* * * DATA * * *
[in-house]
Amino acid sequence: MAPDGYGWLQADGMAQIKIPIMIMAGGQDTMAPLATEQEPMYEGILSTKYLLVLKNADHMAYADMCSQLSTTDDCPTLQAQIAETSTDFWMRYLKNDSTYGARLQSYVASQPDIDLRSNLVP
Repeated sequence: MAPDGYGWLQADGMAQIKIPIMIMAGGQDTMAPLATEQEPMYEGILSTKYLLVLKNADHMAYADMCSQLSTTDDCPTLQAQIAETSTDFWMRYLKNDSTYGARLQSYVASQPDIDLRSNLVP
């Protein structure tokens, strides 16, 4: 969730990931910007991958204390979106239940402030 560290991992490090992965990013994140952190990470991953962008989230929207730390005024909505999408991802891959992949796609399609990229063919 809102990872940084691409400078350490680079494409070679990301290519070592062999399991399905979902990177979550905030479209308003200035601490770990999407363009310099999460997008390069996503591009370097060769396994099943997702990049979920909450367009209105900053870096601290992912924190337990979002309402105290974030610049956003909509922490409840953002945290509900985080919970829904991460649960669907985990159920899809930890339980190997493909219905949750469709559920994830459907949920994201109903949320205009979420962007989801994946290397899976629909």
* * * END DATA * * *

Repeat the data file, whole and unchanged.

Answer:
[in-house]
Amino acid sequence: MAPDGYGWLQADGMAQIKIPIMIMAGGQDTMAPLATEQEPMYEGILSTKYLLVLKNADHMAYADMCSQLSTTDDCPTLQAQIAETSTDFWMRYLKNDSTYGARLQSYVASQPDIDLRSNLVP
Repeated sequence: MAPDGYGWLQADGMAQIKIPIMIMAGGQDTMAPLATEQEPMYEGILSTKYLLVLKNADHMAYADMCSQLSTTDDCPTLQAQIAETSTDFWMRYLKNDSTYGARLQSYVASQPDIDLRSNLVP
């Protein structure tokens, strides 16, 4: 969730990931910007991958204390979106239940402030 560290991992490090992965990013994140952190990470991953962008989230929207730390005024909505999408991802891959992949796609399609990229063919 809102990872940084691409400078350490680079494409070679990301290519070592062999399991399905979902990177979550905030479209308003200035601490770990999407363009310099999460997008390069996503591009370097060769396994099943997702990049979920909450367009209105900053870096601290992912924190337990979002309402105290974030610049956003909509922490409840953002945290509900985080919970829904991460649960669907985990159920899809930890339980190997493909219905949750469709559920994830459907949920994201109903949320205009979420962007989801994946290397899976629909």